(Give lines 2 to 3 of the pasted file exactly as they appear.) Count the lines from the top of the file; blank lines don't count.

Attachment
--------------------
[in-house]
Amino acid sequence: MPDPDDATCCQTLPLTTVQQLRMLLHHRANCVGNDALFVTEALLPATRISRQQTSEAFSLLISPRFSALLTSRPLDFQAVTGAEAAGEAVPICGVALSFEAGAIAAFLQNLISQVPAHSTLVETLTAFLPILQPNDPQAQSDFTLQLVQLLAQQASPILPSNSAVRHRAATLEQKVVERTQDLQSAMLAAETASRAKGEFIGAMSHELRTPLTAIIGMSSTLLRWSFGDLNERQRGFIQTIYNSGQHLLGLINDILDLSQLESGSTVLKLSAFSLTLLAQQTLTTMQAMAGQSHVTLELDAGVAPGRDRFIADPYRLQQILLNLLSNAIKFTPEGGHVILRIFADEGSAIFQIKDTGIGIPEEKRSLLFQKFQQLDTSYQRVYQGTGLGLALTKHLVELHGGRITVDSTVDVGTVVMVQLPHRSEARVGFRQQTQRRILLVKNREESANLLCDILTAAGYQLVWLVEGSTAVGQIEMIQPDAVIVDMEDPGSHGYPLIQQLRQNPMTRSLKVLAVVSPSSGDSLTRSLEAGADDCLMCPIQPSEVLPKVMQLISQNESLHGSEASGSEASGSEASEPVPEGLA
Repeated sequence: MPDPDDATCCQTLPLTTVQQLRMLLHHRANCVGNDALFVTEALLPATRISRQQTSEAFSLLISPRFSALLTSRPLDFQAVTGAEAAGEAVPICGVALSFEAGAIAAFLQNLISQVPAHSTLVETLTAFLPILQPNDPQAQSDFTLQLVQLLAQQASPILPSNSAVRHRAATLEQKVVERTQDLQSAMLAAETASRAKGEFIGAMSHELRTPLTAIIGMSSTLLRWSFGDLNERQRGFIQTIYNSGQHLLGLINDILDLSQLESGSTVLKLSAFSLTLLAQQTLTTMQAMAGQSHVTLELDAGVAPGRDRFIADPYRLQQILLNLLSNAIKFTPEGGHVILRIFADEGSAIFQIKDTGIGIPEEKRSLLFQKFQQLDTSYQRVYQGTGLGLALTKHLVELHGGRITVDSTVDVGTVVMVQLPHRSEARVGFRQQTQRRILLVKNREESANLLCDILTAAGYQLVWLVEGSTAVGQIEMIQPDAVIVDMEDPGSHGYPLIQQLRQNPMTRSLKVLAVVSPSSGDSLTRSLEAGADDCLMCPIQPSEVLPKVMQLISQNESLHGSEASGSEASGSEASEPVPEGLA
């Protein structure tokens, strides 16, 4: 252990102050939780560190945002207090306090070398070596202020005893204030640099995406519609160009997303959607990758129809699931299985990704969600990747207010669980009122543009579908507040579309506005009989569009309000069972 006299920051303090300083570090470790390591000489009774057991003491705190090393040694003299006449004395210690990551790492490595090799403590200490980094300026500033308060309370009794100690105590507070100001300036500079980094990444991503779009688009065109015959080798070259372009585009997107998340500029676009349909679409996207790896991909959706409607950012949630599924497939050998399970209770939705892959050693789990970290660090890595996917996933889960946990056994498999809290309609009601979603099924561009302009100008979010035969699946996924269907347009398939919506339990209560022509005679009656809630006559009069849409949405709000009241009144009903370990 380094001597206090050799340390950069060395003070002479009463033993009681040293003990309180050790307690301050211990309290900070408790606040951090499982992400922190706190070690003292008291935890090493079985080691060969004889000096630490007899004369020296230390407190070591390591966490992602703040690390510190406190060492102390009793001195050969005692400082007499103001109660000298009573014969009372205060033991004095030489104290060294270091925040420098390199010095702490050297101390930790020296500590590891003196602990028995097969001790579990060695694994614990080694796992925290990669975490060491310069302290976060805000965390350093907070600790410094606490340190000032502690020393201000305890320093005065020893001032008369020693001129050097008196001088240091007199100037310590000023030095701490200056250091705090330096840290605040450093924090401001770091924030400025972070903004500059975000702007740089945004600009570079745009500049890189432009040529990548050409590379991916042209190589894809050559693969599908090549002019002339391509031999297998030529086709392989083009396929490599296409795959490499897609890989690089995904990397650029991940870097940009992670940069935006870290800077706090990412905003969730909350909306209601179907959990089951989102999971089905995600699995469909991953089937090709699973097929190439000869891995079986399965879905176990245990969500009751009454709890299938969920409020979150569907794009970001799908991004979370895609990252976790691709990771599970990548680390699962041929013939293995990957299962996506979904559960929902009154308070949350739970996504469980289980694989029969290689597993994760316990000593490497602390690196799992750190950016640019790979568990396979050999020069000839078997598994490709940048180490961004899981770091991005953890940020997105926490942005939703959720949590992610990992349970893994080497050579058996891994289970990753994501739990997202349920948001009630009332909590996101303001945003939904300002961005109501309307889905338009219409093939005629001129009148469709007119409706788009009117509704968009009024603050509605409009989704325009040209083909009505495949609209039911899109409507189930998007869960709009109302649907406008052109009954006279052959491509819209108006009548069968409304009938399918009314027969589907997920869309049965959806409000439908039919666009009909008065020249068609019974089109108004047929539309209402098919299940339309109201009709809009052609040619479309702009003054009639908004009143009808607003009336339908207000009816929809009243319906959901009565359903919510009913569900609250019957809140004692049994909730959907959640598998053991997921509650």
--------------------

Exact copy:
Amino acid sequence: MPDPDDATCCQTLPLTTVQQLRMLLHHRANCVGNDALFVTEALLPATRISRQQTSEAFSLLISPRFSALLTSRPLDFQAVTGAEAAGEAVPICGVALSFEAGAIAAFLQNLISQVPAHSTLVETLTAFLPILQPNDPQAQSDFTLQLVQLLAQQASPILPSNSAVRHRAATLEQKVVERTQDLQSAMLAAETASRAKGEFIGAMSHELRTPLTAIIGMSSTLLRWSFGDLNERQRGFIQTIYNSGQHLLGLINDILDLSQLESGSTVLKLSAFSLTLLAQQTLTTMQAMAGQSHVTLELDAGVAPGRDRFIADPYRLQQILLNLLSNAIKFTPEGGHVILRIFADEGSAIFQIKDTGIGIPEEKRSLLFQKFQQLDTSYQRVYQGTGLGLALTKHLVELHGGRITVDSTVDVGTVVMVQLPHRSEARVGFRQQTQRRILLVKNREESANLLCDILTAAGYQLVWLVEGSTAVGQIEMIQPDAVIVDMEDPGSHGYPLIQQLRQNPMTRSLKVLAVVSPSSGDSLTRSLEAGADDCLMCPIQPSEVLPKVMQLISQNESLHGSEASGSEASGSEASEPVPEGLA
Repeated sequence: MPDPDDATCCQTLPLTTVQQLRMLLHHRANCVGNDALFVTEALLPATRISRQQTSEAFSLLISPRFSALLTSRPLDFQAVTGAEAAGEAVPICGVALSFEAGAIAAFLQNLISQVPAHSTLVETLTAFLPILQPNDPQAQSDFTLQLVQLLAQQASPILPSNSAVRHRAATLEQKVVERTQDLQSAMLAAETASRAKGEFIGAMSHELRTPLTAIIGMSSTLLRWSFGDLNERQRGFIQTIYNSGQHLLGLINDILDLSQLESGSTVLKLSAFSLTLLAQQTLTTMQAMAGQSHVTLELDAGVAPGRDRFIADPYRLQQILLNLLSNAIKFTPEGGHVILRIFADEGSAIFQIKDTGIGIPEEKRSLLFQKFQQLDTSYQRVYQGTGLGLALTKHLVELHGGRITVDSTVDVGTVVMVQLPHRSEARVGFRQQTQRRILLVKNREESANLLCDILTAAGYQLVWLVEGSTAVGQIEMIQPDAVIVDMEDPGSHGYPLIQQLRQNPMTRSLKVLAVVSPSSGDSLTRSLEAGADDCLMCPIQPSEVLPKVMQLISQNESLHGSEASGSEASGSEASEPVPEGLA